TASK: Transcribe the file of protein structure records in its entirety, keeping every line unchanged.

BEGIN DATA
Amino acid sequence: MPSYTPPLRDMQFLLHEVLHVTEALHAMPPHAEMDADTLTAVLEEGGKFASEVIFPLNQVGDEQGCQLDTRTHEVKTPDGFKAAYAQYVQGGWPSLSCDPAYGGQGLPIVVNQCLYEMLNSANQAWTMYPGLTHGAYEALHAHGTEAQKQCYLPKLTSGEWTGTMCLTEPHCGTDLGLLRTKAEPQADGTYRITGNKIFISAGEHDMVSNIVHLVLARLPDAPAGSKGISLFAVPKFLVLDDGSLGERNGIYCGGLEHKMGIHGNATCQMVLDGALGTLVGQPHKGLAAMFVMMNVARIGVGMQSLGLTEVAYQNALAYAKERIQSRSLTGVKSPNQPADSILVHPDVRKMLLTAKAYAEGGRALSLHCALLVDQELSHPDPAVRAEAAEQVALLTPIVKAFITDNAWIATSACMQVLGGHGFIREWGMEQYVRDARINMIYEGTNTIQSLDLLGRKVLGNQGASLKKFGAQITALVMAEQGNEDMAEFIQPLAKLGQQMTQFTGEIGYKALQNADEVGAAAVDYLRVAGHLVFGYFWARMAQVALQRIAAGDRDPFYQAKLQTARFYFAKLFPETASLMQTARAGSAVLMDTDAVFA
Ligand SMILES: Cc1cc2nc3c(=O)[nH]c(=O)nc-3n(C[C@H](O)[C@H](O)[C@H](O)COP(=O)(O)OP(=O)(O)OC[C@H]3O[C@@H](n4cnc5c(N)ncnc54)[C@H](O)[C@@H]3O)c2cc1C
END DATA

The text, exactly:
Amino acid sequence: MPSYTPPLRDMQFLLHEVLHVTEALHAMPPHAEMDADTLTAVLEEGGKFASEVIFPLNQVGDEQGCQLDTRTHEVKTPDGFKAAYAQYVQGGWPSLSCDPAYGGQGLPIVVNQCLYEMLNSANQAWTMYPGLTHGAYEALHAHGTEAQKQCYLPKLTSGEWTGTMCLTEPHCGTDLGLLRTKAEPQADGTYRITGNKIFISAGEHDMVSNIVHLVLARLPDAPAGSKGISLFAVPKFLVLDDGSLGERNGIYCGGLEHKMGIHGNATCQMVLDGALGTLVGQPHKGLAAMFVMMNVARIGVGMQSLGLTEVAYQNALAYAKERIQSRSLTGVKSPNQPADSILVHPDVRKMLLTAKAYAEGGRALSLHCALLVDQELSHPDPAVRAEAAEQVALLTPIVKAFITDNAWIATSACMQVLGGHGFIREWGMEQYVRDARINMIYEGTNTIQSLDLLGRKVLGNQGASLKKFGAQITALVMAEQGNEDMAEFIQPLAKLGQQMTQFTGEIGYKALQNADEVGAAAVDYLRVAGHLVFGYFWARMAQVALQRIAAGDRDPFYQAKLQTARFYFAKLFPETASLMQTARAGSAVLMDTDAVFA
Ligand SMILES: Cc1cc2nc3c(=O)[nH]c(=O)nc-3n(C[C@H](O)[C@H](O)[C@H](O)COP(=O)(O)OP(=O)(O)OC[C@H]3O[C@@H](n4cnc5c(N)ncnc54)[C@H](O)[C@@H]3O)c2cc1C